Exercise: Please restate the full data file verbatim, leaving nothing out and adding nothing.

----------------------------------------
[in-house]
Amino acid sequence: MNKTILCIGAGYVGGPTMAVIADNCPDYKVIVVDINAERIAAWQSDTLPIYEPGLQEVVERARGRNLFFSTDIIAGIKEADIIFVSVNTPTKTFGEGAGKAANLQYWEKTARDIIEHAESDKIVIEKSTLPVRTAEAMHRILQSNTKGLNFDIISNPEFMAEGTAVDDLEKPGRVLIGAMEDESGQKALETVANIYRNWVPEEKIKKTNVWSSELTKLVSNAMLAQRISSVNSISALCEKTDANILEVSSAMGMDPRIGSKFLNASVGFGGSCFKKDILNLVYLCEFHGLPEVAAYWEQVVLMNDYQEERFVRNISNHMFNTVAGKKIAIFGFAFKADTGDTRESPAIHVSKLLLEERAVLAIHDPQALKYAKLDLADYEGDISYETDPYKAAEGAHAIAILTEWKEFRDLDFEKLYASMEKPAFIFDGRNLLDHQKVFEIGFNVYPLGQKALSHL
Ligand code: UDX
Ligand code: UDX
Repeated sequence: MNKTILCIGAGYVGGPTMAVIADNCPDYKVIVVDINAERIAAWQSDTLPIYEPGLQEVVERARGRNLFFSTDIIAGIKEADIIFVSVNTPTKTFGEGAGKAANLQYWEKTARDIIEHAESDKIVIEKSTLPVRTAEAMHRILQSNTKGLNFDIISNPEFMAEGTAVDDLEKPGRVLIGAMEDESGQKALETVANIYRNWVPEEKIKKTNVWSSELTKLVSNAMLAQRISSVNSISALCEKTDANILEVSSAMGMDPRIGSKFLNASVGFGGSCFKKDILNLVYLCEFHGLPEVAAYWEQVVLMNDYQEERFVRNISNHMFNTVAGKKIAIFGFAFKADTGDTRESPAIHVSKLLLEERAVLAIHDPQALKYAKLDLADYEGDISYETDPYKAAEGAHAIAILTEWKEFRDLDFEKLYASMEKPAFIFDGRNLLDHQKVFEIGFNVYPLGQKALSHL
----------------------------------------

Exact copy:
[in-house]
Amino acid sequence: MNKTILCIGAGYVGGPTMAVIADNCPDYKVIVVDINAERIAAWQSDTLPIYEPGLQEVVERARGRNLFFSTDIIAGIKEADIIFVSVNTPTKTFGEGAGKAANLQYWEKTARDIIEHAESDKIVIEKSTLPVRTAEAMHRILQSNTKGLNFDIISNPEFMAEGTAVDDLEKPGRVLIGAMEDESGQKALETVANIYRNWVPEEKIKKTNVWSSELTKLVSNAMLAQRISSVNSISALCEKTDANILEVSSAMGMDPRIGSKFLNASVGFGGSCFKKDILNLVYLCEFHGLPEVAAYWEQVVLMNDYQEERFVRNISNHMFNTVAGKKIAIFGFAFKADTGDTRESPAIHVSKLLLEERAVLAIHDPQALKYAKLDLADYEGDISYETDPYKAAEGAHAIAILTEWKEFRDLDFEKLYASMEKPAFIFDGRNLLDHQKVFEIGFNVYPLGQKALSHL
Ligand code: UDX
Ligand code: UDX
Repeated sequence: MNKTILCIGAGYVGGPTMAVIADNCPDYKVIVVDINAERIAAWQSDTLPIYEPGLQEVVERARGRNLFFSTDIIAGIKEADIIFVSVNTPTKTFGEGAGKAANLQYWEKTARDIIEHAESDKIVIEKSTLPVRTAEAMHRILQSNTKGLNFDIISNPEFMAEGTAVDDLEKPGRVLIGAMEDESGQKALETVANIYRNWVPEEKIKKTNVWSSELTKLVSNAMLAQRISSVNSISALCEKTDANILEVSSAMGMDPRIGSKFLNASVGFGGSCFKKDILNLVYLCEFHGLPEVAAYWEQVVLMNDYQEERFVRNISNHMFNTVAGKKIAIFGFAFKADTGDTRESPAIHVSKLLLEERAVLAIHDPQALKYAKLDLADYEGDISYETDPYKAAEGAHAIAILTEWKEFRDLDFEKLYASMEKPAFIFDGRNLLDHQKVFEIGFNVYPLGQKALSHL